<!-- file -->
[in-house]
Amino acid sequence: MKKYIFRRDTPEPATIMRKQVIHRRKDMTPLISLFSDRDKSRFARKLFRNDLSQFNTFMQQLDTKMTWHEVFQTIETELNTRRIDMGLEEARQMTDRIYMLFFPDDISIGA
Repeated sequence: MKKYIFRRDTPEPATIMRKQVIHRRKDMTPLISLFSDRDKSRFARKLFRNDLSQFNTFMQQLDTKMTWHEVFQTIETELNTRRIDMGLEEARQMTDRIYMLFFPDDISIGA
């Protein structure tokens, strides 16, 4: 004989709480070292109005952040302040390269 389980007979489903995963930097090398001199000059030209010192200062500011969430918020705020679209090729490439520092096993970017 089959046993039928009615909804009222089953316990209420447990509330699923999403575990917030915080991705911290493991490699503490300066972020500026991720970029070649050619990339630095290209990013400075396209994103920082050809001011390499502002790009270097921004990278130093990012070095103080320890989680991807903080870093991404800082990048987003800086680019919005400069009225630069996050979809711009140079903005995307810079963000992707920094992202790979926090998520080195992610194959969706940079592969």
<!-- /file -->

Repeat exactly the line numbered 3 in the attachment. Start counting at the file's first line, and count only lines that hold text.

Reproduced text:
Repeated sequence: MKKYIFRRDTPEPATIMRKQVIHRRKDMTPLISLFSDRDKSRFARKLFRNDLSQFNTFMQQLDTKMTWHEVFQTIETELNTRRIDMGLEEARQMTDRIYMLFFPDDISIGA